If you're organizing a vacation, there are a lot of little details to juggle. It might feel like just buying a plane ticket for the right time, right place, and right price is good enough. But if the enjoyability of the flight can make or break your vacation, take the time to plan out every detail. Be careful when you're reserving your seat. Here are some tips for finding just the right seat on the plane, no matter what your travel plans are.
Are You Looking for an Uninterrupted Nap? Grab the Right Window Seat
Window seats give you a bit more space. You also won't have to get up to let anyone past you. So you can just board, put on your seat belt, and nod off.
This tip might be obvious, but it's still important to strategize. Whether you can reserve your seat online or it's first-on-the-plane, first-served, the window seats and the aisle seats go first. Ask your travel agent or browse your online options to make sure you get that spacey seat.
Not all window seats are created equal. Avoid the window seats at both the front of the plane and the rear of the plane, especially if you're a light sleeper. On either end, your nap could be disturbed by foot traffic to the restroom, flushing noises, or flight attendants organizing their carts. Aim for the front (but not the very front) of the plane or a seat over the wings that isn't in the emergency exit aisle. These spots offer the smoothest ride, so you're less likely to be jerked awake by turbulence.
Alternatively, reserve a spot behind a bulkhead. Why? Sitting behind a wall or a curtain that separates the different sections of the plane means no one will recline into your space.
If You're Tall, Reserve a Seat in the Emergency Exit Aisle
Dealing with the lack of legroom on a long flight is hard for everyone. But it's even harder if you have long legs. One of the best seats for a bit more space is in the emergency exit aisle. On most planes, the second exit row has the most legroom. Not only is there a bigger gap in front of the seats so people can get out during an emergency, but there's also usually more space to the side if you're right against the hatch. This means you can bend your legs to the side if even an over-sized gap isn't enough.
Some ticket and airline services will give you information about the "seat pitch," or the measure of the space between one seat and the seat in front of it or behind it. This information can help you find the seat with the knee clearance you need. Even if you aren't tall, the extra legroom can help you avoid some of the discomforts of cramped flying. Just remember that some airlines charge a premium for these seats.
When You're Traveling with Kids, Reserve Seats in the Back of the Plane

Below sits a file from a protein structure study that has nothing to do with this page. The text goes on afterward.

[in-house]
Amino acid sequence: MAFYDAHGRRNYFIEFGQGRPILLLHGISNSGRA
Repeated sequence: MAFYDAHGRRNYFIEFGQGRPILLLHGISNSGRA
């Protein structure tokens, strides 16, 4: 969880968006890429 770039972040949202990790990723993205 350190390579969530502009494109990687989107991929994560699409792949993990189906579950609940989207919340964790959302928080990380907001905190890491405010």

Organizing travel with children is always an extra challenge. But there are lots of strategies you can use to find seats that make the journey as easy as possible. First, check to see if your plane has bulkheads, or dividers between different sections. If that's the case, take the seats directly behind it. This eliminates the risk of your travel companions accidentally kicking the seat in front of them. It's also a great spot for napping, just in case you can persuade young travelers to doze for a bit.
If bulkheads aren't an option, take the seats as close to the back as possible. You'll be right near the restroom, which can be a huge convenience if you're traveling without another adult to help you ferry children back and forth. The back of the plane is also the least-preferred part of the plane for passengers who want to sleep or who are afraid of flying, so you'll get fewer annoyed looks. It'll also be easier to reserve all of your seats in a group instead of scattered across the plane, even if you're planning a last-minute trip.
Lots to Do? Head to a Middle Seat
No one likes the middle seats. With inconveniences like feeling crushed, having to get up, and having to bother the person next to you when you want to stand up, it's no wonder the aisle and window seats always fill up first. But sometimes you can turn this expectation on its head to score exactly the amenities you want.
So what exactly are the benefits for travelers with a long to-do list?
First, you might get more A/C power. In most plane designs, you can find an outlet under the middle seat's chair leg closest to the aisle.
Second, middle seats in coach tend to get both armrests. At the very least, you get to decide whether you get the front or the back of the armrests. This is more of a courtesy than a hard rule. But most travelers, acknowledging that the middle seat is the worst seat, will let you use both armrests so you can have an inch or two more of space. If you brought a lot of work to do on the plane, those thin strips of elbow room make all the difference.
Since middle seats don't get booked until there aren't any other options, being open to a middle seat gives you a lot of wiggle room. You can procrastinate a bit on buying your ticket, try to negotiate for a cheaper ticket, and choose from a wider range of planes, destinations, and leave times.